The state’s project would construct a path along Route 1 between DeLorme Drive and Day’s Crabmeat and Lobster. Contributed / MDOT

The Maine Department of Transportation would like to provide the “missing link” in the Beth Condon Memorial Pathway expansion project in Yarmouth.

Maine DOT wants to construct a shared-use path on the east side of Route 1, beginning at the north end of DeLorme Drive and extending to the entrance of Day’s Crabmeat and Lobster on Route 1. It would align with the town’s plan to expand the Beth Condon pathway along Route 1 from Exit 17 to the Cousins River Bridge. The path currently ends on Route 1 south of Exit 17.

The path would allow residents to safely walk to Day’s Crabmeat and Lobster, says Yarmouth Bicycle and Pedestrian Committee Chair Colin Durrant. Contributed / MDOT

“It will tie into both the Exit 17 path project and the Cousins River Bridge on Route 1,” MDOT Project Manager Mackenzie Kersbergen said. “This project is the missing link.”

The 12-foot-wide path would include a 5-foot-wide esplanade to separate vehicles on the road from pedestrians or cyclists on the path.

Some residents at a public hearing on the project this month liked the idea because it would make Yarmouth more walkable.

“The newest section of the path is used daily by pedestrians and cyclists,” Andrew Favreau said.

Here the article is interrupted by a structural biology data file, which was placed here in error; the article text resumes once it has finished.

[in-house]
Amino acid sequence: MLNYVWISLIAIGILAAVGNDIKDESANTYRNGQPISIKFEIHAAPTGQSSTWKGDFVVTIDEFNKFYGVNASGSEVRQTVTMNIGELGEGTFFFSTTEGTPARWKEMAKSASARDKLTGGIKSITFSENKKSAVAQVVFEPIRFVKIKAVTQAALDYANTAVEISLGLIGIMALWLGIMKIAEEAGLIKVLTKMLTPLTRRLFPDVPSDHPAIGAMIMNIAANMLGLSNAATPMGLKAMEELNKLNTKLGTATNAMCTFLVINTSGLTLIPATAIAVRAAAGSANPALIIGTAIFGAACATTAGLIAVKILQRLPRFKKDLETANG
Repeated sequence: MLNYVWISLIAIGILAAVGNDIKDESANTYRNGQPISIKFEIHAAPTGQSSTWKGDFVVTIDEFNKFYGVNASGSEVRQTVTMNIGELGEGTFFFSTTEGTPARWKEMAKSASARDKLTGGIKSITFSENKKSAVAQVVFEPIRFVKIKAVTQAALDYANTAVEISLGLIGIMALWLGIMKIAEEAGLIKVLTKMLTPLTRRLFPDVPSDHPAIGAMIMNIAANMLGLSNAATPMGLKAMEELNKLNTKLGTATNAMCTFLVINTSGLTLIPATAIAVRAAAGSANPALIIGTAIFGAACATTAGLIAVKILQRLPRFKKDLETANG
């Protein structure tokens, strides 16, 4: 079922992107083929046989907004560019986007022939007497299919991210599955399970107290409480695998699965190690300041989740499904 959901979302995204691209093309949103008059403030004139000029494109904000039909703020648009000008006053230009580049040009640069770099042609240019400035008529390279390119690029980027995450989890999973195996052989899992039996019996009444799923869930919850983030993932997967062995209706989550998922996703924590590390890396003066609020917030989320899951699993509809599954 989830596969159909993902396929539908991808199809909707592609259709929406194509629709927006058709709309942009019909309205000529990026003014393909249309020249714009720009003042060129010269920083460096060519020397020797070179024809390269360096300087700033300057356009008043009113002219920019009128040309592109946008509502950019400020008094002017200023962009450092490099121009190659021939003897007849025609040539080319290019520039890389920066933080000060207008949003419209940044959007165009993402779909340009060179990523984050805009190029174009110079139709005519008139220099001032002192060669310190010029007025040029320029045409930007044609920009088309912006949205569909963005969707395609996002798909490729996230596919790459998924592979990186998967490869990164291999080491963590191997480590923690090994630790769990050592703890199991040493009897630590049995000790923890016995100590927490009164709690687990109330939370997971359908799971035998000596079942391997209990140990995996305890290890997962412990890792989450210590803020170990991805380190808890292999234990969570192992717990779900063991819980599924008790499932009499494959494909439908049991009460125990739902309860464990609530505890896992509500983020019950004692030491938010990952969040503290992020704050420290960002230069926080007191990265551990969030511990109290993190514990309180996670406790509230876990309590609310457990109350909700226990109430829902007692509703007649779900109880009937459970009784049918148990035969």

Others were concerned about the impact on traffic. Angela Miller-Gray said she’s worried the path might take out a lane on the driving route without being used by cyclists, although it is not intended to do so.

“I have seen people walking and riding bikes on the sidewalk, but never in the designated road path,” Miller-Gray said.

The path would allow pedestrians to safely walk to businesses such as Day’s and eventually the YMCA in Freeport, said Yarmouth Bicycle and Pedestrian Committee Chair Colin Durrant.

“We are thrilled to see this project moving forward because it advances the town’s goal to extend the Beth Condon Memorial Pathway the entire length of Route 1 in Yarmouth from the Cumberland border to the Freeport border and part of the broader vision to connect communities in Southern Maine with a network of safe, separated multi-use paths,” Durrant said.

Kersbergen said the plan is in its early stages. A formal project meeting will be scheduled to share more detailed information, including alternatives and the layout, and to hear more from residents.

“Before we got too far down a certain path, we wanted to share the project with the public and ask for questions and concerns,” Kersbergen said.

Another public meeting will take place this spring. Construction on the project is projected to begin in 2025.

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